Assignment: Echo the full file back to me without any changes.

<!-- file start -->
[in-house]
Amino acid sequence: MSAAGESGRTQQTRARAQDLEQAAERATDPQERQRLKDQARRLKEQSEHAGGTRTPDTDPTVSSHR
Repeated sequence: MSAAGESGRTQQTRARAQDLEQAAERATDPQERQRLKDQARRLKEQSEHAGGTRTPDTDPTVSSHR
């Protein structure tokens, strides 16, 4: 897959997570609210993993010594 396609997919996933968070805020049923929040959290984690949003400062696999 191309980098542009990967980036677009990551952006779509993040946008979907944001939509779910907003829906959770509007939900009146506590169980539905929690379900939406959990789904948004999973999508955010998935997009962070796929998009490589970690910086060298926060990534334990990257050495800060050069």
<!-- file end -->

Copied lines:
[in-house]
Amino acid sequence: MSAAGESGRTQQTRARAQDLEQAAERATDPQERQRLKDQARRLKEQSEHAGGTRTPDTDPTVSSHR
Repeated sequence: MSAAGESGRTQQTRARAQDLEQAAERATDPQERQRLKDQARRLKEQSEHAGGTRTPDTDPTVSSHR
């Protein structure tokens, strides 16, 4: 897959997570609210993993010594 396609997919996933968070805020049923929040959290984690949003400062696999 191309980098542009990967980036677009990551952006779509993040946008979907944001939509779910907003829906959770509007939900009146506590169980539905929690379900939406959990789904948004999973999508955010998935997009962070796929998009490589970690910086060298926060990534334990990257050495800060050069």